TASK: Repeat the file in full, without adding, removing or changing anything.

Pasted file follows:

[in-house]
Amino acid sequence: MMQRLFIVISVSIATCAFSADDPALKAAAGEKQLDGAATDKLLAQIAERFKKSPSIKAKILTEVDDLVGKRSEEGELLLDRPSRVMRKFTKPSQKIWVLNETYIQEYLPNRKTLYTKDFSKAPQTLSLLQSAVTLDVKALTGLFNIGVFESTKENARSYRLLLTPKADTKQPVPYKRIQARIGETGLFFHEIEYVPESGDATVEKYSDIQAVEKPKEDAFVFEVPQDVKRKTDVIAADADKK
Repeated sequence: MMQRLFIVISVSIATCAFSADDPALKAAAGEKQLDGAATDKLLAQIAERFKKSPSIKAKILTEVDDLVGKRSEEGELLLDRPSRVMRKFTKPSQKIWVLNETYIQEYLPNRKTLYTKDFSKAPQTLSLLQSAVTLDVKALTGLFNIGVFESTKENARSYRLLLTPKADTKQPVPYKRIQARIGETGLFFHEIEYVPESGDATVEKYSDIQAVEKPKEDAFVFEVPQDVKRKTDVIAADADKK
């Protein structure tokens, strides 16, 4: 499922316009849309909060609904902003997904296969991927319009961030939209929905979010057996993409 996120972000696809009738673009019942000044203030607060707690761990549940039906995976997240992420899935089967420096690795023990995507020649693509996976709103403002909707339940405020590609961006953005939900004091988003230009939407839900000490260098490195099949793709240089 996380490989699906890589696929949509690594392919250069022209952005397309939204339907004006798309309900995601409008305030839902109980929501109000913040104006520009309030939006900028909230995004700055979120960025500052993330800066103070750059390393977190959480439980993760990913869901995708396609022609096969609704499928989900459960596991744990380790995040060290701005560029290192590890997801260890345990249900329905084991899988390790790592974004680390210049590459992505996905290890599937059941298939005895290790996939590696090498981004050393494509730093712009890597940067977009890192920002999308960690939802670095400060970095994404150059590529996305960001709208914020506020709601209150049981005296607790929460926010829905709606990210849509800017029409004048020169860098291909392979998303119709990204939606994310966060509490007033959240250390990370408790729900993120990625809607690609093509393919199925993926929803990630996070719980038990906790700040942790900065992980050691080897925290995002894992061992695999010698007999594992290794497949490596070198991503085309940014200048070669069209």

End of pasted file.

[in-house]
Amino acid sequence: MMQRLFIVISVSIATCAFSADDPALKAAAGEKQLDGAATDKLLAQIAERFKKSPSIKAKILTEVDDLVGKRSEEGELLLDRPSRVMRKFTKPSQKIWVLNETYIQEYLPNRKTLYTKDFSKAPQTLSLLQSAVTLDVKALTGLFNIGVFESTKENARSYRLLLTPKADTKQPVPYKRIQARIGETGLFFHEIEYVPESGDATVEKYSDIQAVEKPKEDAFVFEVPQDVKRKTDVIAADADKK
Repeated sequence: MMQRLFIVISVSIATCAFSADDPALKAAAGEKQLDGAATDKLLAQIAERFKKSPSIKAKILTEVDDLVGKRSEEGELLLDRPSRVMRKFTKPSQKIWVLNETYIQEYLPNRKTLYTKDFSKAPQTLSLLQSAVTLDVKALTGLFNIGVFESTKENARSYRLLLTPKADTKQPVPYKRIQARIGETGLFFHEIEYVPESGDATVEKYSDIQAVEKPKEDAFVFEVPQDVKRKTDVIAADADKK
């Protein structure tokens, strides 16, 4: 499922316009849309909060609904902003997904296969991927319009961030939209929905979010057996993409 996120972000696809009738673009019942000044203030607060707690761990549940039906995976997240992420899935089967420096690795023990995507020649693509996976709103403002909707339940405020590609961006953005939900004091988003230009939407839900000490260098490195099949793709240089 996380490989699906890589696929949509690594392919250069022209952005397309939204339907004006798309309900995601409008305030839902109980929501109000913040104006520009309030939006900028909230995004700055979120960025500052993330800066103070750059390393977190959480439980993760990913869901995708396609022609096969609704499928989900459960596991744990380790995040060290701005560029290192590890997801260890345990249900329905084991899988390790790592974004680390210049590459992505996905290890599937059941298939005895290790996939590696090498981004050393494509730093712009890597940067977009890192920002999308960690939802670095400060970095994404150059590529996305960001709208914020506020709601209150049981005296607790929460926010829905709606990210849509800017029409004048020169860098291909392979998303119709990204939606994310966060509490007033959240250390990370408790729900993120990625809607690609093509393919199925993926929803990630996070719980038990906790700040942790900065992980050691080897925290995002894992061992695999010698007999594992290794497949490596070198991503085309940014200048070669069209």